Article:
The Interview: Turbines Turning On High-Quality Lubrication

As wind turbine technology has evolved and more experience has been gained in the field, both wind turbine manufacturers and O&M professionals have become acutely aware of the importance of high-quality lubrication. Jackies Jones interviews Mike Hawkins from ExxonMobil Lubricants & Petroleum Specialities.

“They do now appreciate the significant role that lubrication can play in maximising turbine lifetimes and productivity,” says Mike Hawkins, of ExxonMobil Lubricants & Petroleum Specialties. This is true for the ‘first fill’ with lubricant that is done by the turbine manufacturer, and then for the subsequent ‘service fills’.

Wind turbines use several forms of lubrication: gear oils, hydraulic oils and greases. “But it’s the gearbox, that is the heart of wind turbine, and is generally the most challenging item when it comes to lubrication,” says Hawkins, who is Global Brand Manager, for ExxonMobil’s flagship Mobil SHC brand of high-performance synthetic lubricants.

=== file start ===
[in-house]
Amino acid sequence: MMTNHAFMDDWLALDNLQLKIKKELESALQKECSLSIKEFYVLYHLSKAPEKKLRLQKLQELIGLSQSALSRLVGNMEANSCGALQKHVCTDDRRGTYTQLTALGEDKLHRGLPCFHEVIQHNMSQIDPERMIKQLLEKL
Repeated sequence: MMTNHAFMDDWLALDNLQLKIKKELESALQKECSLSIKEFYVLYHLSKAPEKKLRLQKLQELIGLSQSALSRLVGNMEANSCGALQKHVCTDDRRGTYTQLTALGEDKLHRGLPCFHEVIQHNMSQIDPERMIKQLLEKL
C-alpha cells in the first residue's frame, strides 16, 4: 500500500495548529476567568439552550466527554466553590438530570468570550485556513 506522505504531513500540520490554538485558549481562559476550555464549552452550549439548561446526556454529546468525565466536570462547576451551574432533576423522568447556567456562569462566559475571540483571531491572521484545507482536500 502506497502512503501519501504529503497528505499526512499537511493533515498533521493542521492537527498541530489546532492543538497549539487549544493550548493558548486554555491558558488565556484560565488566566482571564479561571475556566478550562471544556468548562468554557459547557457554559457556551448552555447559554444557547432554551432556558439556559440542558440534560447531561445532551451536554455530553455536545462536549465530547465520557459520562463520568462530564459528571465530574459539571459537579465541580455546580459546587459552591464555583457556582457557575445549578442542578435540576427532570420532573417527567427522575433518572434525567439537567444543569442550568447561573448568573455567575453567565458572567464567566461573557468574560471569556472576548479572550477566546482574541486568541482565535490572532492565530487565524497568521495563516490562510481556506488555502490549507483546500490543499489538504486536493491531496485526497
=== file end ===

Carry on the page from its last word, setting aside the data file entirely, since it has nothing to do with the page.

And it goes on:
Gearbox warranties generally last anywhere from two to three years, after which it is normally O&M professionals — often contract companies — which become responsible the operation of the turbine for remainder of its service life. “We’re talking about an asset that’s going to operate for over 20 years,” says Hawkins. And it’s an asset which, should the gearbox fail, is very expensive to repair.

Hawkins talks about some of the particular characteristics of wind turbines that make optimised lubrication important. Again, it’s the gearbox that is most challenging, and the drive amongst turbine manufacturers to minimise nacelle weight has resulted in more compact gearbox designs that now need to cope with increased stresses.